back to top
Sunday, July 21, 2024
11.9 C

German bishops criticise decision to maintain church service ban

Most read

A priest celebrates Holy Thursday Mass via livestream on 9 April at a nearly empty church in Bonn, Germany. The head of the German bishops’ conference voiced disappointment that the government decided on 15 April the ban on public church services should remain until further notice because of the COVID-19 pandemic. CNS photo/Harald Oppitz, KNA

Catholic and Protestant churches in Germany have responded differently to the federal government’s decision not to lift the ban on public church services.

The Catholic German bishops’ conference voiced disappointment at Chancellor Angela Merkel’s announcement on 15 April, while the Protestant Church in Germany – a federation of the Lutheran, Reformed and United churches – stressed its support for the government’s measures to combat the COVID-19 pandemic, reported the German Catholic news agency KNA.

After talks with regional government leaders, Merkel said the ban on public church services should remain until further notice, while thousands of shops were being allowed to reopen.

- Advertisement -

She also announced that a state secretary of the interior ministry would talk with religious communities about the future of public services. Catholic and Protestant leaders were due to meet with government officials on 17 April, and religious representatives said they would propose ways to practice religion while safeguarding worshippers from infection, KNA reported.

Bishop criticises ‘inconsistent’ policy

Speaking in Bonn on 15 April, Bishop Georg Batzing, president of the German Catholic bishops’ conference, said he could not understand why the ban should remain in place while restrictions were being eased in other parts of public life, especially given a recent decision by the Federal Constitutional Court on the matter. The court had ruled that the ban constituted a serious encroachment on the fundamental right to religious freedom and should therefore be reviewed continuously.

Limburg Bishop Georg Batzing speaks during a March 3, 2020, news conference in Mainz after being elected as the new president of the German bishops’ conference. Bishop Batzing, regarded as an advocate of reforms in the Catholic Church, succeeds Cardinal Reinhard Marx, pictured at left. CNS photo/Harald Oppitz, KNA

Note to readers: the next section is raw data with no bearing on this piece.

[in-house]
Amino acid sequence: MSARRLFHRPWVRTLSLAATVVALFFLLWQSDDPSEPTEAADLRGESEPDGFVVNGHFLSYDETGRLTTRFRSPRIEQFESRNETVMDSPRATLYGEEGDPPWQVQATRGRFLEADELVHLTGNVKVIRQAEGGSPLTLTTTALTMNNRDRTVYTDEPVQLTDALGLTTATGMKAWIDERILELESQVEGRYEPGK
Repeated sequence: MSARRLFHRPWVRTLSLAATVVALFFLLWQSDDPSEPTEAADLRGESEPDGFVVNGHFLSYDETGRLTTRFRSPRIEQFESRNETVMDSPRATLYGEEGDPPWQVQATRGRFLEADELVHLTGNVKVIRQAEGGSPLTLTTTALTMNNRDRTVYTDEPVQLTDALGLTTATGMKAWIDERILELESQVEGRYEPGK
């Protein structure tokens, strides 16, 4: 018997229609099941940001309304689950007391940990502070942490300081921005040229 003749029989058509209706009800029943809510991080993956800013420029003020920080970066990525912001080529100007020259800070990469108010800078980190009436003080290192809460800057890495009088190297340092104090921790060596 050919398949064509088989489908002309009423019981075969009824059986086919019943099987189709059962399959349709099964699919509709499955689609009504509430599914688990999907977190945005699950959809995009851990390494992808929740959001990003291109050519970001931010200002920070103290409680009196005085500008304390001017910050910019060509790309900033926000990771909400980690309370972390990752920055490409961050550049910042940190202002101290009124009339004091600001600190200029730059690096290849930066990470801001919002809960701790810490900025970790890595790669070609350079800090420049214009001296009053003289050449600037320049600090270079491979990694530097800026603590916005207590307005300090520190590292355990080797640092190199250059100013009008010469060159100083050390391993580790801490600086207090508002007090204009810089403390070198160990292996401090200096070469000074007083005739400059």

Bishop Batzing added that Easter had shown that church services gave millions of people guidance and support in the difficult circumstances caused by the coronavirus crisis. He said the ban was a major impediment to the freedom of religious practice.

Catholic Church can maitain necessary hygiene standards

Separately, he told the newspaper Die Welt on 16 April that he could speak for the Catholic Church in stating that it would be able to stick to hygiene standards and social distancing rules in churches.

Bishop Heinrich Bedford-Strohm, president of the Protestant council, said he “expressly supports the continuing need for efforts by society as a whole to limit as far as possible the suffering caused by the spread of the coronavirus.”

A technician walks inside the empty Church of Our Lady in Dresden, Germany, March 23, 2020, amid the coronavirus pandemic. CNS photo/Matthias Rietschel, Reuters

Merkel had “expressly acknowledged that the churches had found many ways of celebrating church services over the last Easter celebration without gathering in the churches and thus increasing the risk of infection,” said the Bavarian regional bishop. “We are grateful for this.”

He said he was confident that the discussions with the federal government “will very soon lead to a consensus that will make responsible forms of worship in our churches possible again.”


• The Coronavirus and the Church of the future
• Across Europe, churches offer empty facilities to help fight COVID-19

- Advertisement -
- Advertisement -